Strategic HR Assignment 1 (NEED 1.5PAGE)
See the pdf CH 4
FIRST, read Chapter 4. The focus is on Strategic HR. Consider how HR strategy is influenced by the overall business strategy and goals.
THEN, write a 1- to 1.5-page response to the 3 questions about Incident 2, Chapter 4, p. 107.
Answer these question
4-27. Was Charmagne considering the strategic nature of HR planning when she challenged Brian’s “good news” forecast? Discuss.
4-28. How did the involvement in developing the corporate strategic plan assist Charmagne in challenging Brian?
4-29. Strategic planning at all levels of the organization can be divided into four steps. Which step in the strategic planning
process did Brian violate?
Strategic HR Assignment 2 (NEED 1.5PAGE)
FIRST, read Chapter 6. See the pdf CH 6
THEN… Think about this: Discriminatory bias in hiring and selection has been a significant concern among employers, civil rights advocates, and the legal system, for at least the past 50 years.
While it doesn’t get much attention in the readings, the Duke Power case was a landmark US Supreme Court decision that led to a number of policy changes that impact employee selection processes today, both in terms of hiring and promotions.
In 1964, Congress passed and President Johnson signed the Civil Rights Act. Under Title VII (title 7) of the Civil Rights Act, discrimination in employment was prohibited, based on race, color, gender, religion, gender and national origin. These are called “protected classes” in HR jargon.
Find details of the case Griggs vs. Duke Power (1971) HERE (Links to an external site.).
Also review a couple cases that came a bit later, with local angles for those of you in St. Louis:
- McDonnell Douglas vs. Green (1973) (Links to an external site.)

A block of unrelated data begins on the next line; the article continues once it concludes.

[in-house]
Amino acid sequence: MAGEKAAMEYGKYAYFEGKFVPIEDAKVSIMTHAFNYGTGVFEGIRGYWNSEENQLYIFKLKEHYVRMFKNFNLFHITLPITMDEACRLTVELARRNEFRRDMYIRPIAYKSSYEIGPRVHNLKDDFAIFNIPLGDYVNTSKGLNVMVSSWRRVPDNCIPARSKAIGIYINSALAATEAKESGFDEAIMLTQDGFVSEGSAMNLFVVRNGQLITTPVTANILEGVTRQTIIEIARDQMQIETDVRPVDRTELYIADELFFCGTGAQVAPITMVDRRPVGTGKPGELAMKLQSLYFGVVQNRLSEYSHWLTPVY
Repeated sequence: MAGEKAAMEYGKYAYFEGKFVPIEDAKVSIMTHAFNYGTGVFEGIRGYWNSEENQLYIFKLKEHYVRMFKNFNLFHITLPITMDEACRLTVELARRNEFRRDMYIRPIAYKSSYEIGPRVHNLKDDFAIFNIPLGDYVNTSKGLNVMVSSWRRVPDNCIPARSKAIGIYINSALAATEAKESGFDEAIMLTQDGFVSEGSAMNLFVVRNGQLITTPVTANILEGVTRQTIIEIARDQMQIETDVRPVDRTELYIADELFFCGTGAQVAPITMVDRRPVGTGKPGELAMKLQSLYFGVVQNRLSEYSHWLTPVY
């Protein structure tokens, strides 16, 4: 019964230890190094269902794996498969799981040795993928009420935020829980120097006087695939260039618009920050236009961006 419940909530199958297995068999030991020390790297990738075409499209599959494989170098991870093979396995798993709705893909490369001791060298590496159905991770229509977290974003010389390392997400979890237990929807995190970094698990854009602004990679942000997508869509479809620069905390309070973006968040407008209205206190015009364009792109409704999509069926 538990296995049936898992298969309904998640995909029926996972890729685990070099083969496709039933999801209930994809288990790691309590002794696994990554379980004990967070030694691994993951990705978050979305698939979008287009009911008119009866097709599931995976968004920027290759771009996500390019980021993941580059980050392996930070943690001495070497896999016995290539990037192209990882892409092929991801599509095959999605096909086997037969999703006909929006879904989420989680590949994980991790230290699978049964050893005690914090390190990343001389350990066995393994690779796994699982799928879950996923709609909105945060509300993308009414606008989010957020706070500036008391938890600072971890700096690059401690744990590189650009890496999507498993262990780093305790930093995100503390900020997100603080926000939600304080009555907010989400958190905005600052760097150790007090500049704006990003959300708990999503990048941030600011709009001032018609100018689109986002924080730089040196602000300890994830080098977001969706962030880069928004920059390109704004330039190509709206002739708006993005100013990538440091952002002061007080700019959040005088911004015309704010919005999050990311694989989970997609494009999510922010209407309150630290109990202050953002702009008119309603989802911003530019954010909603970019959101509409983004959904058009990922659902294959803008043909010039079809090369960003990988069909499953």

- Hazelwood School District vs. U.S. (1977) (Links to an external site.)
THEN, write a 1- to 1.5-page response, using the knowledge you have gained from Chapter 6.
Strategic HR Assignment Answer the following 3 questions:
- How do the results of the Duke Power case and subsequent decisions about racial discrimination impact how companies hire, promote, and terminate employees today?
- If you were working in HR or in management, how would you respond (in conjunction with legal counsel, of course!) to a claim like one of these 3? After all, it is fairly common even now for HR directors and managers to be called to give a deposition on behalf of legal and EEOC / Missouri Commission on Human Rights / City of St Louis Civil Rights Enforcement Agency proceedings to defend the company’s decisions; when the candidate, employee or former employee asserts discrimination in hiring, promotions, or terminations.
- If you were the supervisor of Willie Griggs or Percy Green II, how would you have initially explained the decision not to promote (in the Duke Power case) or to layoff and not rehire (in the McDonnell Douglas case), when talking to the employee? (Assuming that was a possibility.)
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